• Allen, thanks for your comments. I think we would need to look at the old maps for evidence of structures on Spruce Street that would be contemporary with the Anderson mansion (perhaps a carriage house). I do recall there were some buildings shown in Webber Park east of New Broadway and west of the Old Croton Aqueduct, but off hand I do not remember where along the current New Broadway they stood.

    • Allen I am pretty sure that many of the homes on the east side of New Broadway pre-dated the development of Webber Park in the early 20th century. On the other hand the site of the old John Anderson mansion was directly across new Broadway from Maple Street — on the west side of New Broadway .

  2. Angela

    I knew Father Maza attending My Carmel school in the Bronx. He was so kind. I was saddened to hear of his passing. Thanks for sharing info on his background. May he Rest In Peace

  3. Gabby

    Hi do you know anything about Freemont pond in Sleepy Hollow?
    -a curious local

    • Thank you for your comment Gabby. I’m not sure exactly what kind of thing you would would like to know of Fremont Pond, but here is something I recently posted elsewhere on the subject:
      Fremont Pond in Sleepy Hollow Manor, Sleepy Hollow. It is named for John C. Fremont, “The Pathfinder” and his wife Jessie. What we know today as Sleepy Hollow Manor was their estate between 1865-1875. That is where they lived in great “style” and where they went broke through railroad speculation. Fremont was one of the first two U. S. senators from California and the first Republican candidate for president. When Fremont ran for president, the campaign signs read “Vote For Fremont and Jessie!” (The vice presidential candidate (who I do not remember) was barely mentioned. Fremont and Jessie were later laid to rest in Rockland Cemetery, on a ridge visible from Sleepy Hollow.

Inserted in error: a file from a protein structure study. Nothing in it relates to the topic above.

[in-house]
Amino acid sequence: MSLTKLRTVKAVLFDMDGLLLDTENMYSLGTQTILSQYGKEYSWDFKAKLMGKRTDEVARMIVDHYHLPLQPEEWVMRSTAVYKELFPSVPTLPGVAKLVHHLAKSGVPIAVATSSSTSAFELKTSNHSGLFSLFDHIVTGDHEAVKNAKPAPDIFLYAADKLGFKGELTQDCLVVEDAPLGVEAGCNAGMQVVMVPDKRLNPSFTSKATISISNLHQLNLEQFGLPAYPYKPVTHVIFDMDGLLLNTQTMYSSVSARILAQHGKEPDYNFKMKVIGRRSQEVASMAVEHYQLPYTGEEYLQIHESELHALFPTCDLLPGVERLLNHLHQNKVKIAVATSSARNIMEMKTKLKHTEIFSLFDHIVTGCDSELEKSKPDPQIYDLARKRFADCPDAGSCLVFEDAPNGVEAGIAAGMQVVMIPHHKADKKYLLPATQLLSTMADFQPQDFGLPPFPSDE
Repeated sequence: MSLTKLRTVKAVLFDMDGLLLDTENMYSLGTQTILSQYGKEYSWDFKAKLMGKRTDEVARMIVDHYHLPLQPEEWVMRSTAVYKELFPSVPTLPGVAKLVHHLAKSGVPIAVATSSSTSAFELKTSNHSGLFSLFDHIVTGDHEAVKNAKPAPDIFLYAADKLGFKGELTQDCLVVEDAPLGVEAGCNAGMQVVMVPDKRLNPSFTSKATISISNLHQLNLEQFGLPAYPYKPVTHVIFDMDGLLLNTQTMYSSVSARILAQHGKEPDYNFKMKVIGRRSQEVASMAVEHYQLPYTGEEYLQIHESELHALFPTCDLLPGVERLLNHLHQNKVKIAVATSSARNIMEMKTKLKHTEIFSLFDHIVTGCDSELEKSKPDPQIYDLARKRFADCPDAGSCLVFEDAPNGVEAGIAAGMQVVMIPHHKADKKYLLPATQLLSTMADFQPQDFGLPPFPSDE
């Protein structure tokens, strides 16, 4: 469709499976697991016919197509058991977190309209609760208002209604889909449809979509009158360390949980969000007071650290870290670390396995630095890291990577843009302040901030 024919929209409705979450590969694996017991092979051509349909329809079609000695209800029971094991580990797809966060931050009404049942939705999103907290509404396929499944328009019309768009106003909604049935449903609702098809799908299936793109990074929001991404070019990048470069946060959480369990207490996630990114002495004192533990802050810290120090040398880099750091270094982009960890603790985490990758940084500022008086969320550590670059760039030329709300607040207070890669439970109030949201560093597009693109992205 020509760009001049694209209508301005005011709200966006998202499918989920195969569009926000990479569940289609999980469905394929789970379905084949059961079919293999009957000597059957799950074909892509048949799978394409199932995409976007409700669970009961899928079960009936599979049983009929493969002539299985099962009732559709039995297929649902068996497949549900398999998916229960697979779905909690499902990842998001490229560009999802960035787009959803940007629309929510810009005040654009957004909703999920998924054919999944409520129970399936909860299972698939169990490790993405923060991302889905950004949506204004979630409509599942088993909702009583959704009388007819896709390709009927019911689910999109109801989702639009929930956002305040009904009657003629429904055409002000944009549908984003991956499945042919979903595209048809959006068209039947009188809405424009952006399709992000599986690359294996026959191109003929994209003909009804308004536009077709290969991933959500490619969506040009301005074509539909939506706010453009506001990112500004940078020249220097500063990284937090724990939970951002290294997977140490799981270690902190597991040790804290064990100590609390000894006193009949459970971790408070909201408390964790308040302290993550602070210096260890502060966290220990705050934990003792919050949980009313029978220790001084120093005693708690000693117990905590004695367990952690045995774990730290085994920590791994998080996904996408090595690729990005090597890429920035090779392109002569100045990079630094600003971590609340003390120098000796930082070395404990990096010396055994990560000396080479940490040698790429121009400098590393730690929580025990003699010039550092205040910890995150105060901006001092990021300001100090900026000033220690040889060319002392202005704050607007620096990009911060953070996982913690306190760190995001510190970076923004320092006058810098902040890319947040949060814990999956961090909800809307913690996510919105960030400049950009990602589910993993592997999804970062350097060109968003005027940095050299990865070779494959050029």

Years ago I spent hours playing cat-and-mouse with the bass in Fremont Pond. I think there were days when Christopher Skelly and I launch a canoe there (or was it Jim Laird’s flat-bottom boat?) Occasionally I would share the shoreline with a young Manor girl who loved to net enormous snapping turtles and hold them captive under a milk crate in her backyard overnight, until they crawled away and back into the pond.

      Also, please be sure to see my post on Jessie Fremont in this blog.

      Best wishes!

  4. Erika

    Hi there! Love your blog! I feel like you may have known my grandmother? Marie von Holzhausen? Wonder also if you have any info about her parents’ bakery-the eberhardts?
    Love all you’ve written here too! Thanks for sharing all this!

    • Thank you for your comment Erika. As it happens, I did know your grandmother, a very elegant lady. And I know something about her parents’ bakery. I understand it may have preceded Alter’s Bakery — and the bakery where wonderful Mary made her start before going over to Alters’.

  5. Erika

    Hi Henry-
    Thank you for your reply. Yes it did precede the Alter’s bakery.
    And thank you for remembering my grandmother so kindly.
    She was indeed an elegant lady and one of the kindest people I’ve ever known. ❤️❤️